**Introduction**

Higher yields and improved root quality are essential for processing carrot growers to remain competitive. Nitrogen fertilizer applications usually range from 50 to 100 pounds N/acre with most between 50 and 80 pounds. More research is needed to clarify yield response to N, especially at higher rates, and the influence of N on such root characteristics as diameter, length, splitting, and rots. Yield response to application of banded P fertilizer is also poorly understood.

In a trial in 1986, carrot yields tended to be greatest at 85 pounds N/acre, but did not vary greatly with N rate. Incidence of soft rot and root cracking increased with increasing N rate. Yield of large roots increased with banded P but this may have been caused by reduced stand on the banded P plots. The objective of the 1987 trial was to evaluate the effect of five N rates, both with and without banded P fertilizer, on yield and root characteristics.

**Methods**

A base fertilizer of 500 pounds/acre of a ION-8.7P-8.3K fertilizer was disked into a Willamette silt loam on 27 April, 1987, and five-footwide beds were formed by rotary tillage. 'Nantes' carrot was seeded on 28 April at 15 seeds/foot, three rows per bed, with Planet Jr. seeders. Concentrated superphosphate was banded at 50 pounds P/acre approximately two inches beneath and one inch to the side of the row of appropriate plots at planting. Plot length was 15 feet. Linuron was applied at 1.0 pound/acre immediately after planting and was reapplied at 0.5 pounds/acre on 1 June. Fluazifop was also applied on 1 June at 0.25 pounds/acre.

The N rate variable was established on 5 June when ammonium nitrate was sidedressed at 30, 60, 90, or 120 pounds N/acre on the appropriate plots with four replications of each treatment in randomized block design. The P variable was restricted to three rates of N, for a total of eight treatments. Roots were harvested on September 24 and graded into three size categories (over 2-inch shoulder diameter, 1 to 2 inch, and less than 1 inch). Each root was visually inspected for cracking, and rots and defective roots were counted separately.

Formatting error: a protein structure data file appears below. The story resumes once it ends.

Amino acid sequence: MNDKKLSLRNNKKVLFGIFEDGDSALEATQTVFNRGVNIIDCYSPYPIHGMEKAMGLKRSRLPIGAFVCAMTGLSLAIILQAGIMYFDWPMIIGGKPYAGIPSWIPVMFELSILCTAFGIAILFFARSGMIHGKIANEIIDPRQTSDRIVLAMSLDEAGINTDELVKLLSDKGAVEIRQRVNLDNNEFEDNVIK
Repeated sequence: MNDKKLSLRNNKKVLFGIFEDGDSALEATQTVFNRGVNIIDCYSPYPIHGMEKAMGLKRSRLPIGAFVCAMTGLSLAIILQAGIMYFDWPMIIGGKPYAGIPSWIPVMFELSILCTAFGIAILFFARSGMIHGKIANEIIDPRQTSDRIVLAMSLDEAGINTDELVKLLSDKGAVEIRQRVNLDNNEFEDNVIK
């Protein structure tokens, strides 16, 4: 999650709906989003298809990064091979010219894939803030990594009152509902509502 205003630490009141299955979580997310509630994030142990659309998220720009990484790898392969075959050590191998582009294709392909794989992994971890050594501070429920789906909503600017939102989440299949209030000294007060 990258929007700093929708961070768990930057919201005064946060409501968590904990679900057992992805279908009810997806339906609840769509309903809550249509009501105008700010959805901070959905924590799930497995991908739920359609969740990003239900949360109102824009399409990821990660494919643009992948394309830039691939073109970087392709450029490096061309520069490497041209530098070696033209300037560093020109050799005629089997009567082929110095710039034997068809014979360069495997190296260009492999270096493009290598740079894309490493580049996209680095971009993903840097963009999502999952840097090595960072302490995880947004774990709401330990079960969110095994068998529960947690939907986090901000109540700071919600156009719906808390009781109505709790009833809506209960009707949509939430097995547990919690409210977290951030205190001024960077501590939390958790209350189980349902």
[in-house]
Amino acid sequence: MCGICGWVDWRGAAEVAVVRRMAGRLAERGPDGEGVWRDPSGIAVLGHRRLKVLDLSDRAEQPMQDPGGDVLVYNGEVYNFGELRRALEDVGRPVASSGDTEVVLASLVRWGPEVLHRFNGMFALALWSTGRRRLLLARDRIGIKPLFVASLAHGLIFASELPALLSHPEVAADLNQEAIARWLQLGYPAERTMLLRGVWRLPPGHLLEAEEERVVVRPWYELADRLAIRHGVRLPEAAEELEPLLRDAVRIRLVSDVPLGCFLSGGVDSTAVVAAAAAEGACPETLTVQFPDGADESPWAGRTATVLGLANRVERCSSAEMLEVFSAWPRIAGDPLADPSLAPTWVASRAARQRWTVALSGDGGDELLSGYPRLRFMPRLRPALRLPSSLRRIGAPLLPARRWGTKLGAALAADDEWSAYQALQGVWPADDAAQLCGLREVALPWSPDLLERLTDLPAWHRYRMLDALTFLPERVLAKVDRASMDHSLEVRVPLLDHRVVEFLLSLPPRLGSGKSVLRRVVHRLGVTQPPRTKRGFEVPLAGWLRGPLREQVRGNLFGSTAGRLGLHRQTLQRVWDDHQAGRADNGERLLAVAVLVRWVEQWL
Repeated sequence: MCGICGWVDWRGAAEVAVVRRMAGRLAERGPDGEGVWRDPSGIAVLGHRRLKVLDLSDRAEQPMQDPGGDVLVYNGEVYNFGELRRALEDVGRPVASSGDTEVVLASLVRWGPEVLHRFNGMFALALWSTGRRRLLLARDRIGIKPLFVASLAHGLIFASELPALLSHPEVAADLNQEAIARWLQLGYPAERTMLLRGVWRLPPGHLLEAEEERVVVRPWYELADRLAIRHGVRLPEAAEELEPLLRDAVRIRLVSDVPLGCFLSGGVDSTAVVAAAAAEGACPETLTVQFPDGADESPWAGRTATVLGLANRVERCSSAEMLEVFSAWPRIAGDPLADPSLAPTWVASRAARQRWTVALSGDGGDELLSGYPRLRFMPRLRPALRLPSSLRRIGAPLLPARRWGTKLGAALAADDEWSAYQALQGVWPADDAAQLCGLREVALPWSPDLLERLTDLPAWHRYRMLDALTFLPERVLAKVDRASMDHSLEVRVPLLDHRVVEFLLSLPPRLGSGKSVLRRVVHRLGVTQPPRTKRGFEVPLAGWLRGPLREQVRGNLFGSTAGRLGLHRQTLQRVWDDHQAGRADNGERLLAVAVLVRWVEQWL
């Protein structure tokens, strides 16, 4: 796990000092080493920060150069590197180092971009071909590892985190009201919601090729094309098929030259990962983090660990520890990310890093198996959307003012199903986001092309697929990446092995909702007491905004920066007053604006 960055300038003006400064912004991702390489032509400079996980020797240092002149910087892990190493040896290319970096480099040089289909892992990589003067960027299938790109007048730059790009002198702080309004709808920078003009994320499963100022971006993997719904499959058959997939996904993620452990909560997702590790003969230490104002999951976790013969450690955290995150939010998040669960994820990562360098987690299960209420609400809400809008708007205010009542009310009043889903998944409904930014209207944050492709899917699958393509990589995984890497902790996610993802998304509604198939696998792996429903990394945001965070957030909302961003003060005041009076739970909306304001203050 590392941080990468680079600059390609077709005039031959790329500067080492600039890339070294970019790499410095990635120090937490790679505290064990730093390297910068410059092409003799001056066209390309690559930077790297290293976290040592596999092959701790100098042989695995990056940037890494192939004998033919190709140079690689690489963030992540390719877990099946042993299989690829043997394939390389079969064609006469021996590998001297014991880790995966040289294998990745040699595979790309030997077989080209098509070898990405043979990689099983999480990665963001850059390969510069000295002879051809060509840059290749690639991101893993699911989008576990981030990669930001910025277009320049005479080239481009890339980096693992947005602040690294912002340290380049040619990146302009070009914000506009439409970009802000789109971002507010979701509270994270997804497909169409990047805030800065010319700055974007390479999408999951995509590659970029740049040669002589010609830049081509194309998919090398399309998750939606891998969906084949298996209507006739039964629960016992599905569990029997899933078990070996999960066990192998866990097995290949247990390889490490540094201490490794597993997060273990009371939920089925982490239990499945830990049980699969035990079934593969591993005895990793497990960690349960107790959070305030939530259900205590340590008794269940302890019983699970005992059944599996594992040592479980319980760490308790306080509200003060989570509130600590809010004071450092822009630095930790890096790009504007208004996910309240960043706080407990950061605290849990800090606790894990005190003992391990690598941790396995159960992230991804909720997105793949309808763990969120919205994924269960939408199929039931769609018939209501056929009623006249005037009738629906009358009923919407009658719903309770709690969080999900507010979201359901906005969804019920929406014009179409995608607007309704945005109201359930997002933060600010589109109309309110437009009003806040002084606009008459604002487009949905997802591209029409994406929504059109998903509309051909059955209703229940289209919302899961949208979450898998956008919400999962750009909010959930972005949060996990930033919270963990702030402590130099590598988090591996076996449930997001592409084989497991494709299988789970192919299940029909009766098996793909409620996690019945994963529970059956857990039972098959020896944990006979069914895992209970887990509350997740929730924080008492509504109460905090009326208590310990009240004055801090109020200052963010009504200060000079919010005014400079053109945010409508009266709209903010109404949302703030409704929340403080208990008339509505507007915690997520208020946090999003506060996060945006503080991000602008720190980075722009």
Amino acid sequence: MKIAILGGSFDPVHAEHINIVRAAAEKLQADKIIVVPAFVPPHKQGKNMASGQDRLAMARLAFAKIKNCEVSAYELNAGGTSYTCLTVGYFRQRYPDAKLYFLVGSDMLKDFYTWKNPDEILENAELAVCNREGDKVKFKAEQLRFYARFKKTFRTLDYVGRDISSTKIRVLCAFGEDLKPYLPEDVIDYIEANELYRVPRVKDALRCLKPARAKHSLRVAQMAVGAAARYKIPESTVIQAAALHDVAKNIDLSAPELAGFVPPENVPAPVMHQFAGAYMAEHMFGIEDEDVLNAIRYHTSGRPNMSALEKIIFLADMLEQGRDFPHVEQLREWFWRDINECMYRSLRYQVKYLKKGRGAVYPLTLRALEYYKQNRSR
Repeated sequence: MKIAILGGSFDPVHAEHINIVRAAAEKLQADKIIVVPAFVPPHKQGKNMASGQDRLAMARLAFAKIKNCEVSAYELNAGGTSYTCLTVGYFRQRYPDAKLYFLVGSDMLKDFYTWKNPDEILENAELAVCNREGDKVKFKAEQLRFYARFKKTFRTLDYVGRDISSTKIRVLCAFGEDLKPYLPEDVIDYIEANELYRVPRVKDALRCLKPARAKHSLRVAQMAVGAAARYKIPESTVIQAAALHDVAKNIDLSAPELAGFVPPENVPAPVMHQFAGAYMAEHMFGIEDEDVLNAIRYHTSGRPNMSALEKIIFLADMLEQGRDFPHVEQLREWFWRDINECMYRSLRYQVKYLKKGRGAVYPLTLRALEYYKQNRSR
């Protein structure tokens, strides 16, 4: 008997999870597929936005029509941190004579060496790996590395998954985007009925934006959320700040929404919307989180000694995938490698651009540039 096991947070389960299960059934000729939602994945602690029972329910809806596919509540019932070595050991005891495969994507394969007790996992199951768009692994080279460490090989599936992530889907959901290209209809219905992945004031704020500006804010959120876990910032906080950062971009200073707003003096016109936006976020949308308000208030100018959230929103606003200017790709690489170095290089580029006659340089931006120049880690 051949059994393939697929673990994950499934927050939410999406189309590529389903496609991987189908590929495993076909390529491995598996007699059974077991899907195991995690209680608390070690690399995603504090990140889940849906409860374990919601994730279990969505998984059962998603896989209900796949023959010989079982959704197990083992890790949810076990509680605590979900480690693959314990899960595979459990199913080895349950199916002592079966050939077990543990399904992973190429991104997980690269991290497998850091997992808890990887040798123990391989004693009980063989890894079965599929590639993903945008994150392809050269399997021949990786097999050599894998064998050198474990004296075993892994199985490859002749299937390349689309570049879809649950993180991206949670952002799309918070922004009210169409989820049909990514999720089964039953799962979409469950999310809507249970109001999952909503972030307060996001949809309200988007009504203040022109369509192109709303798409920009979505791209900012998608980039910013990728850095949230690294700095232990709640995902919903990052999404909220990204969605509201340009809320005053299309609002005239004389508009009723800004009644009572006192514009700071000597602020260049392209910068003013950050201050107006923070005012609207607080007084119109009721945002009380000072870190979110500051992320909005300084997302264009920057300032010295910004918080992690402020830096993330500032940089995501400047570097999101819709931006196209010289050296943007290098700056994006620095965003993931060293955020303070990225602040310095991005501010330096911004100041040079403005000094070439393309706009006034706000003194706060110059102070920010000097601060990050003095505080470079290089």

**Results**

The yield of roots in the large size category increased significantly with increasing N rate but most of the increase occurred between 50 and 110 pounds N/acre (R2 = 0.80 linear, 0.89 quadratic). The increased yield was due to larger number of roots in this size category (Table 1). The increase in numbers of large roots also occurred mostly between 50 and 110 pounds N (R2 = 0.84 linear, 0.92 quadratic). Yields of other size categories did not vary significantly with N rate. Total yield varied significantly with N rate, reaching a maximum at 140 pound; N/acre (R2 = 0.70 quadratic, P = 0.04). The total number of roots recovered did not vary with N rate. Mean root weight also increased with N rate to a maximum at 140 pounds N/acre (R2 = 0.72 quadratic, P = 0.03). Unlike 1986, the percentage of cracked and rotten roots did not vary significantly with N rate, but there was a strong trend for greater numbers of cracked roots at the higher N rates. The percentage of cracked roots was about tenfold higher in 1987 than in 1986, reflecting reduced plant population and the resulting increase in root size and maturity at harvest.

Banded P had no effect on any component of yield or quality. This is in contrast to 1986, when banded P reduced both yield and the percentage of rotted roots. Banded P reduced stands in 1986 but not in 1987.

These results indicate that, although root yields at low plant density may be increased by applying higher N rates, the increases are not of large magnitude and may be offset by increases in cracking. There was a trend, although not statistically significant, for fewer defect-free roots at higher rates of N.

Table 1. Main effects of N rates and banded P on yield and root characteristics of carrot, 1987No. Mean % No. ofRoot yield (tons/acre)roots/ No. large root cracked % soft- defect-freeTreatment Large Med. Small Total foot roots/ft. wt. (g) roots rotted roots roots/footN (lb/acre)50 2.4 27.7 2.9 33.0 11.4 0.3 131 21.3 8.0 8.8 80 3.5 31.9 2.6 38.0 12.1 0.5 139 19.8 5.6 9.8 110 6.6 28.7 2.5 37.8 11.0 0.9 148 32.2 10.4 8.1 140 7.0 34.6 1.7 43.3 11.4 0.8 167 33.6 15.8 7.8 170 7.2 29.7 3.4 40.3 12.0 1.0 150 33.6 8.8 7.8 Linear *^{z}NS NS NS NS * NS NS NS NS Quadratic * NS NS * NS ** NS NS NS NSP (lb/acre)0 5.5 28.6 2.9 37.0 11.5 0.7 142 30.1 9.4 8.2 50 4.9 29.4 2.3 36.6 11.0 0.6 146 25.9 7.9 8.3NS NS NS NS NS NS NS NS NS NS^{Z}*, **, NS: significant differences at 5% and 1% levels, and no significant differences, respectively.